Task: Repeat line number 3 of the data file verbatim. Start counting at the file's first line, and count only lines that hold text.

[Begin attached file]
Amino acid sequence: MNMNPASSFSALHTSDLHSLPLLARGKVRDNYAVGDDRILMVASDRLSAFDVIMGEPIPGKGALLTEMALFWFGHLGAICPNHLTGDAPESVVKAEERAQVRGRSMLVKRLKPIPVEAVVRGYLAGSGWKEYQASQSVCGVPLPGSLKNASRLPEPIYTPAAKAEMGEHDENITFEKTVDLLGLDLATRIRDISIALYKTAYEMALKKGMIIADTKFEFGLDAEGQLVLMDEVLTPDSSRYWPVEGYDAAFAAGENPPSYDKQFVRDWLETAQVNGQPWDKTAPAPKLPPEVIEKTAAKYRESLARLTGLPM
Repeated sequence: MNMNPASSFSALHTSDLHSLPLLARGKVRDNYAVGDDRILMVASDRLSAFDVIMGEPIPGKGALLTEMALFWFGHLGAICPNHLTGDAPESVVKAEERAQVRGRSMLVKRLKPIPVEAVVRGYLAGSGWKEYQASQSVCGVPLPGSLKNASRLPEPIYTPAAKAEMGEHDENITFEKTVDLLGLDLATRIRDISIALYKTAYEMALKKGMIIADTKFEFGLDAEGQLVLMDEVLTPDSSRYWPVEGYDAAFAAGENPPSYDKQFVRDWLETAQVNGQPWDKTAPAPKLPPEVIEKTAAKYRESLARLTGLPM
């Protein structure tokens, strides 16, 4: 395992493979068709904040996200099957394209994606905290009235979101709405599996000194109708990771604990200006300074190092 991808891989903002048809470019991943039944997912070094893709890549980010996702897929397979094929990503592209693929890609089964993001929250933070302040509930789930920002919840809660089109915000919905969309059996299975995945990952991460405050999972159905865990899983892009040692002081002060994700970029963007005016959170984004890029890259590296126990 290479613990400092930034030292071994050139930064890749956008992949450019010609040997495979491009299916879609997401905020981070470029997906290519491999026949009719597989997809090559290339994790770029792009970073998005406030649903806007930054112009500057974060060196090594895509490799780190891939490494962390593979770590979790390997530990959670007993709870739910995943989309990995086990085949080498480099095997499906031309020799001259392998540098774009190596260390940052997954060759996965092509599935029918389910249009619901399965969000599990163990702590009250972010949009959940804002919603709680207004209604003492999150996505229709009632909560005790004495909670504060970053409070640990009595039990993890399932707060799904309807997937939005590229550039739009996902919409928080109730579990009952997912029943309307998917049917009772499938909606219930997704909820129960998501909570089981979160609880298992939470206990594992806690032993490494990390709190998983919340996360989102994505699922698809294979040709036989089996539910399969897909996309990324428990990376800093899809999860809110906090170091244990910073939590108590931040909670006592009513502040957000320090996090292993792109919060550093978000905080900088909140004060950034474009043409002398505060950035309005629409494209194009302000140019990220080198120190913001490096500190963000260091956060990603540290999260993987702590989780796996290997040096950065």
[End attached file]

């Protein structure tokens, strides 16, 4: 395992493979068709904040996200099957394209994606905290009235979101709405599996000194109708990771604990200006300074190092 991808891989903002048809470019991943039944997912070094893709890549980010996702897929397979094929990503592209693929890609089964993001929250933070302040509930789930920002919840809660089109915000919905969309059996299975995945990952991460405050999972159905865990899983892009040692002081002060994700970029963007005016959170984004890029890259590296126990 290479613990400092930034030292071994050139930064890749956008992949450019010609040997495979491009299916879609997401905020981070470029997906290519491999026949009719597989997809090559290339994790770029792009970073998005406030649903806007930054112009500057974060060196090594895509490799780190891939490494962390593979770590979790390997530990959670007993709870739910995943989309990995086990085949080498480099095997499906031309020799001259392998540098774009190596260390940052997954060759996965092509599935029918389910249009619901399965969000599990163990702590009250972010949009959940804002919603709680207004209604003492999150996505229709009632909560005790004495909670504060970053409070640990009595039990993890399932707060799904309807997937939005590229550039739009996902919409928080109730579990009952997912029943309307998917049917009772499938909606219930997704909820129960998501909570089981979160609880298992939470206990594992806690032993490494990390709190998983919340996360989102994505699922698809294979040709036989089996539910399969897909996309990324428990990376800093899809999860809110906090170091244990910073939590108590931040909670006592009513502040957000320090996090292993792109919060550093978000905080900088909140004060950034474009043409002398505060950035309005629409494209194009302000140019990220080198120190913001490096500190963000260091956060990603540290999260993987702590989780796996290997040096950065």